Amal Fashanu says she started her foundation to support gay soccer players in loving memory of her uncle, Justin Fashanu, who was the first British professional soccer player to publicly come out.

In recent months, the foundation has provided two letters to a British tabloid, each allegedly from an anonymous gay soccer player outlining the reasons why he’s afraid to come out, and each calling on the Premier League to do more to combat homophobia.

While the message is noble, the method seems exploitative. The anonymous letters fuel rampant rumor-mongering and reinforce the harmful notions that sports are unwelcoming towards LGBTQ people and that professional soccer isn’t ready for publicly out gay athletes. Most harmfully, they overshadow the inspirational stories of out gay soccer players and officials in the United Kingdom and around the world.

With each published letter, not surprisingly, Fashanu has been there to point to her work and her own organization as the key to equality.

This week, the Justin Fashanu Foundation provided an open letter from an anonymous gay Premier League player to The Sun. In it, the player bemoans the Premier League’s lack of progress on LGBTQ inclusion and says he’s afraid to enter romantic relationships.

The player also thanks the foundation for its support, saying it makes “living like this a little easier.” The player incorrectly calls the group the “Amal Fashanu Foundation” at one point in the letter, something neither Amal nor editors oddly didn’t catch.

He says he hopes to meet with the other alleged anonymous gay Premier League player who penned an open letter of his own in July, which was also released by the Justin Fashanu Foundation and published in The Sun.

That piece, which The Sun labels as an “anguished open letter,” details the alleged player’s hellacious closeted experience. That player also expresses gratitude for the Justin Fashanu Foundation — something it seems is mandatory in the letters planted by the Foundation — saying it has made him feel “supported and understood.”

As Outsports co-founder Cyd Zeigler has written before, the penchant of British tabloids to engage in faceless gay fear-mongering is not helpful to the advancement of LGBTQ people in sports. It’s sensationalistic and tawdry, and propels the seedy narrative that homosexuality is taboo.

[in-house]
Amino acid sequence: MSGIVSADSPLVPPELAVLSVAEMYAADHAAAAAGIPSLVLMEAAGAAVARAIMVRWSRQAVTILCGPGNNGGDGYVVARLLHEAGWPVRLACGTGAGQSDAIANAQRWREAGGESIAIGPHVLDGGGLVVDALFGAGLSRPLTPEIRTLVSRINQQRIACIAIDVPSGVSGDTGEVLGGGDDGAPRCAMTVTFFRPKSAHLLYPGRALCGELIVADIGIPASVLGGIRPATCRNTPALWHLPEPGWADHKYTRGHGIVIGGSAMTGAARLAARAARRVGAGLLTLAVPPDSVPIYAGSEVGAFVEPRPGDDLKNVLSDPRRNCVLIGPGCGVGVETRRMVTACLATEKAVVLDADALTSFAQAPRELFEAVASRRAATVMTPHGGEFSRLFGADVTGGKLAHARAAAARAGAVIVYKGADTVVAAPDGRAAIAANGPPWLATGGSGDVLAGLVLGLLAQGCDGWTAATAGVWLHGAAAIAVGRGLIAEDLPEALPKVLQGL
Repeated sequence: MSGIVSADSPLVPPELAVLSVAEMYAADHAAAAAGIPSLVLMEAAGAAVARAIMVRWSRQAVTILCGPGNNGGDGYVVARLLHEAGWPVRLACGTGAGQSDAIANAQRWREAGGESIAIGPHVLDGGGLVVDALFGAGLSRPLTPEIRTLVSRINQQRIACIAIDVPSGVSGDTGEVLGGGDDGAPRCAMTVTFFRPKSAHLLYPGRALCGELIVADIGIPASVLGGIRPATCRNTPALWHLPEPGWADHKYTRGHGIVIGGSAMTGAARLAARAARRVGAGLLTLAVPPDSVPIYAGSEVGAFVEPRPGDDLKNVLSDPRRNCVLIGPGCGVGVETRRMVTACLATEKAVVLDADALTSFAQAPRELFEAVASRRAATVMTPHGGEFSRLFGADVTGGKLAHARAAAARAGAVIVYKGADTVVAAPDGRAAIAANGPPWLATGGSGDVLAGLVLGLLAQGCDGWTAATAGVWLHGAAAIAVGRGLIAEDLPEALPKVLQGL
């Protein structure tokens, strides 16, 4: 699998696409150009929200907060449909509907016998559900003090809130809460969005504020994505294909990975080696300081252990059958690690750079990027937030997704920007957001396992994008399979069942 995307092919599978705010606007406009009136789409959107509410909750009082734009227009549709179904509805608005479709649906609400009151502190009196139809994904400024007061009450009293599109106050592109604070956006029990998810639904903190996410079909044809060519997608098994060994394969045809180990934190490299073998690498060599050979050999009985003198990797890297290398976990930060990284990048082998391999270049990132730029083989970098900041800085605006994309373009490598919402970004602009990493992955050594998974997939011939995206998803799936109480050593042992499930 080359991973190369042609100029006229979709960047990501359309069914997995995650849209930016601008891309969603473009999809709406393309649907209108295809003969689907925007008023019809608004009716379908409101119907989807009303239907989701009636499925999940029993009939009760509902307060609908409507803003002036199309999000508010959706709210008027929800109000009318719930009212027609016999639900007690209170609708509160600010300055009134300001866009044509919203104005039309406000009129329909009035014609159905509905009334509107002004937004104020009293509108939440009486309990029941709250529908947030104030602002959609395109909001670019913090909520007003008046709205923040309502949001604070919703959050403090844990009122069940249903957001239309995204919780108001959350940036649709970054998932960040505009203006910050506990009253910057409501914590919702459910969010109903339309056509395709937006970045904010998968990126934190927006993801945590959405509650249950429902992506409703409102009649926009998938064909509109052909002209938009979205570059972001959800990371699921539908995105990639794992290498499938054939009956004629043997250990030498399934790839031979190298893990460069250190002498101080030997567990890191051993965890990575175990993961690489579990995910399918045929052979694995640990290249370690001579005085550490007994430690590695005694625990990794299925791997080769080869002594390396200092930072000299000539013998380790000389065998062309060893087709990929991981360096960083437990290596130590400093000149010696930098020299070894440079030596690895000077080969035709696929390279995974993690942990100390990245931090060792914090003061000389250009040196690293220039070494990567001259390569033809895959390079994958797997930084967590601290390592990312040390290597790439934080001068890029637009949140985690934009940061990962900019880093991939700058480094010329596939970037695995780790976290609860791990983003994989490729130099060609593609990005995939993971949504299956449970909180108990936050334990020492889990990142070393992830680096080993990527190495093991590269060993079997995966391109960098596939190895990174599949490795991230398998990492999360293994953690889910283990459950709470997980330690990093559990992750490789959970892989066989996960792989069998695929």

The anonymous letters from closeted soccer players over-emphasize the pre-coming-out fear. Everybody who’s gone through the coming-out process experiences fear. But there is also great joy and jubilation in being out in sports.

The anonymous open letters don’t highlight any of that, focusing only on the fear.

In response to this week’s letter, over 200 individuals linked to LGBTQ inclusion in soccer wrote an open letter encouraging British tabloids to focus more on the inspiring stories of out soccer players. Published on Sports Media LGBT+, the letter lists six out soccer players and a referee and say their stories shouldn’t be overshadowed by anonymous figures.

“The truth is that there has never been a more concerted team effort to tackle prejudice,” the letter reads, “but its progress is hampered by such accounts and makes gay and bi people across the men’s game feel less safe and less likely to feel they can be honest and open about their identity.”

There is understandable frustration in the U.K. about the dearth of openly gay male athletes. The Premier League and other sports organizations must make more strides towards inclusion, and it’s always worthwhile to keep the pressure on.

But the anonymous letters of agony, as well as Fashanu’s comments, don’t address any of the positive strives being made as well, such as the Premier League’s partnership with Stonewall to promote LGBTQ inclusion.

Even the most recent letter includes a bizarre self-contradiction, claiming the alleged anonymous player is out and totally accepted by his teammates … but that it’s impossible to be out in the sport. Interesting.

Fashanu is trying to personally benefit from this game. In 2016, she claimed she knew seven gay Premier League players. This past May, she said she was counseling five gay soccer players, though only two of them played in the Premier League. No word on what happened to the other five.

In a recent interview, Fashanu kept saying she is trying to bring the two closeted players together, and hopes to achieve that one day.

“If they accept [and want to speak to each other], I think that’s a big step in their mental health as well as time goes by,” she said.

It’s curious the two athletes either apparently haven’t actually requested to meet, or Fashanu hasn’t gotten around to making the introduction. That contrasts with our experience at Outsports, where we’ve been telling the stories of out LGBTQ athletes for 20 years. Every person we’ve covered wants to be connected with other LGBTQ people in sports, often months or years before they’re ready to come out.

LGBTQ athletes want to meet people like them. We are all searching for community. Making those introductions is a priority for Outsports staff.

Fashanu’s furnishing of anonymous letters doesn’t build community, nor does it send the message that out LGBTQ people can excel on the playing field. She calls herself an ally, but her actions don’t build us up. She seems to be more interested in stoking fear and getting her own name in the papers than providing inspiration.